Remembering my Husband

Well, it’s been awfully quiet around here.

As some of you may already know, I lost my husband more than a year ago. An avid skier, he suffered life-ending injuries in a tragic accident on a mountain in New Hampshire. I was with him, and over the days that followed the rest of the family was able to join him before he passed. It goes without saying that my son and I, my three stepchildren, and our three grandchildren are bereft.

Howell was a man with a great appetite for life, so of course he would be fearlessly skiing just shy of his 75th birthday. That same fearlessness led him to help a great many people during his career as an attorney. Most notably, he and the legendary 50s rhythm and blues singer Ruth Brown worked together to shame the major record labels over unpaid royalties. Using his well-honed negotiating skills, Howell talked them into paying the recording artists of Ruth’s era the royalties that were owed to them for hits they had recorded years ago. With the help of performers such as Bonnie Raitt, Howell and Ruth started the Rhythm and Blues Foundation, which helped artists obtain their royalties and get other much needed benefits, like health insurance.

I married Howell in the late 80s when he started the R&B Foundation, and the joy for me was getting to know Ruth and other artists such as Jimmy Scott, Charles Brown, and members of the Clovers and the Drifters. Ruth used to call our house and say “is Our Husband home?” because she felt so close to him that it was like he had an extra wife.

The New York Times did a heartfelt obituary for Howell that talks about the many aspects of his adventuresome life and you can find it here.

As an entertainment lawyer, Howell had loyal clients who counted on him to take care of intellectual property rights and other matters for the Motion Picture Academy, The Kennedy Center, and the American Film Institute. When he was working on the Oscars, I would show up in L.A. a couple of days before the show, and the two of us would have the most fun watching rehearsal and gossiping about what was going on behind the scenes.

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After Howell’s death, he was honored by the Oscars, the Grammys, and the American Film Institute on their TV shows. His clients from those organizations still tell me how much they miss him.

People who knew Howell found him to be gregarious, talkative, and–as I mentioned before–fearless. How fearless? Well, after raising three children, he was not intimidated by taking on fatherhood again–at age 58. And Howell was determined that our son would go with us on jaunts around the world–regardless of how old and tired we might feel. Here’s Howell and our Charles on the Paris metro a decade ago.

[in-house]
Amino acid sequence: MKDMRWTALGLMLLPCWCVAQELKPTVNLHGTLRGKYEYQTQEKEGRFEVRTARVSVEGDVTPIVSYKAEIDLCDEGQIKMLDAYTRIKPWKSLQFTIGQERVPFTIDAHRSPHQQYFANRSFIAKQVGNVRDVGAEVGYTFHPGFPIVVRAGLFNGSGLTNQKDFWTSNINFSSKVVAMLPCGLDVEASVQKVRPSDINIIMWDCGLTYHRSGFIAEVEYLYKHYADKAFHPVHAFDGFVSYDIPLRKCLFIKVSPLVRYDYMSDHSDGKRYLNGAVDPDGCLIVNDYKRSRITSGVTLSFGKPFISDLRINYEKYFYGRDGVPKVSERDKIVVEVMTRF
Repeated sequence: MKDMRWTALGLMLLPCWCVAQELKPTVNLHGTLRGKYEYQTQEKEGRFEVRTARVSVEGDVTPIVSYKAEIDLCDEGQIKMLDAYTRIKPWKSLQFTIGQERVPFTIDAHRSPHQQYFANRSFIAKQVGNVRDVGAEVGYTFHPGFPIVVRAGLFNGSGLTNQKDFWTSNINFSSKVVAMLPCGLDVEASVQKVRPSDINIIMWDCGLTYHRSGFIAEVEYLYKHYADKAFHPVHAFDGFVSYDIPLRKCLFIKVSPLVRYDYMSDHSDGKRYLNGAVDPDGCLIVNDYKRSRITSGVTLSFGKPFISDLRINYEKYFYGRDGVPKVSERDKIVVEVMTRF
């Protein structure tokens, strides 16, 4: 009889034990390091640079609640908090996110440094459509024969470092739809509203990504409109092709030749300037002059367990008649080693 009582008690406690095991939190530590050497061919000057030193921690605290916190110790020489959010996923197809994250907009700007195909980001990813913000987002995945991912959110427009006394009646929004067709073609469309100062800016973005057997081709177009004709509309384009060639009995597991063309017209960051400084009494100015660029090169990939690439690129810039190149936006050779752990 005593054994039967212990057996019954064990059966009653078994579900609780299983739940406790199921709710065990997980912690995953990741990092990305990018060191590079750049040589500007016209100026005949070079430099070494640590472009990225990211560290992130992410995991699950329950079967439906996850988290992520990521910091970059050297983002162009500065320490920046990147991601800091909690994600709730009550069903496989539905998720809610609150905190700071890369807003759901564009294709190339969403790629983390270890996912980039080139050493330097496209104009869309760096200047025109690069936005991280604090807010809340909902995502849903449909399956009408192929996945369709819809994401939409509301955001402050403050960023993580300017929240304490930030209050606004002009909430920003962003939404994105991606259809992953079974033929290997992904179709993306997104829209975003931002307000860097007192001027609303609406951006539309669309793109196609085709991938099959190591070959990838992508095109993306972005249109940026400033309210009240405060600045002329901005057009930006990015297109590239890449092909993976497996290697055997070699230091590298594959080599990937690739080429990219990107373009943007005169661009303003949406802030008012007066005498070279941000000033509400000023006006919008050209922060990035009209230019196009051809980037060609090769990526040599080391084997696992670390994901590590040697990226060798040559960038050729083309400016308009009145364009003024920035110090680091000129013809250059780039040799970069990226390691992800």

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Howell always believed in pursuing “the big idea” and being persistent in following a dream. As much as I made fun of “Mr. Art Deco” here on the blog, he was an enthusiastic cheerleader for my work as a fashion historian and sewing peep. Here you can see him in the San Telmo market in Buenos Aires diving into a pile of vintage buttons to find just the right ones for my “makes.”

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When my Dad’s wife very nicely gifted me her mother’s Singer Featherweight, Howell got out the metal polish to shine her right up.

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A man of style and taste, Howell always appreciated great design, so he would actually enjoy accompanying me to fashion exhibits. He also spent a lot of time helping me with aspects of my research–including sending a former colleague on a hunt to track down designer Claire McCardell’s will! His motto was “I don’t take no for an answer” which served him well throughout his career. When he got home, though, he knew he was better suited using his formidable negotiating skills with me. We were a well-matched pair who shared joy, sorrow, parenthood, and, of course, a lot of fun.

In June, we had a heartfelt memorial service for Howell on Martha’s Vineyard, where he had spent 45 summers. Our dear friend, the talented musician Kate Taylor, put together an ace band, so we had an afternoon of music and remembrances featuring friends from around the world. The day before, our close friends Nat and Pam Benjamin took the family out on a wooden sailboat that Nat had designed and built, to scatter Howell’s ashes in Vineyard Haven harbor. Now Howell can spend eternity sailing around his favorite spot, and I’ll always know where to find him.IMG_6109.jpg

It was a sad time for all of us over the holidays this past year, but on Christmas Eve, a year from the day of his accident, I realized that Howell hadn’t completely left us. I took comfort in knowing that his spirit was still next to me, within my son.

62 thoughts on “Remembering my Husband

  1. What a beautiful tribute. I especially liked the part about him embracing fatherhood-a wonderful example for all men today. May his memory be eternal!

  2. Julie, I didn’t even know who your husband was before, but clearly he was a very remarkable man. I was thinking of you earlier today even though I haven’t been in touch in ages, because you have sometimes posted the glorious makes you’ve worn to the Oscars. I’m so sorry that you and your family have lost Howell.

  3. Julie, I am so sorry for your loss but am grateful that you shared it with us. He sounds like a remarkable person.

  4. As I watch the Academy Awards, your post came to mind. You were so fortunate to have such a loving, supportive husband and I do hope the memory of him gives you solace. I so envied your posts of your Oscar outfits….in that you are AT the Oscars!!! Thank you for sharing a small portion of your life…

  5. A special man, a meaningful life, and now it’s time for you to leave the quiet and adventure (you’ll find a piece of him every time you do). Big hug!

  6. I’m always going to watch the Oscars thinking of the two of you. “We” had a fun evening tonight, and you were very generous with the snacks at the after party. 😉 Thank you for sharing this with us.
    Love you,
    Stephanie

  7. Nous pensons à lui avec le sourire ! à sa sa générosité, à ses yeux bleus rieurs et malicieux, et à toi, surtout en cette semaine des Oscars… Nous avons eu beaucoup de chance de le côtoyer, un peu, de SBH à LA … Il restera toujours dans notre coeur. Je t’embrasse et t’envoie des tonnes de courage … et, je sais que tu n’en manques pas. Nous espérons te voir bientôt. On t’embrasse tres fort, Christine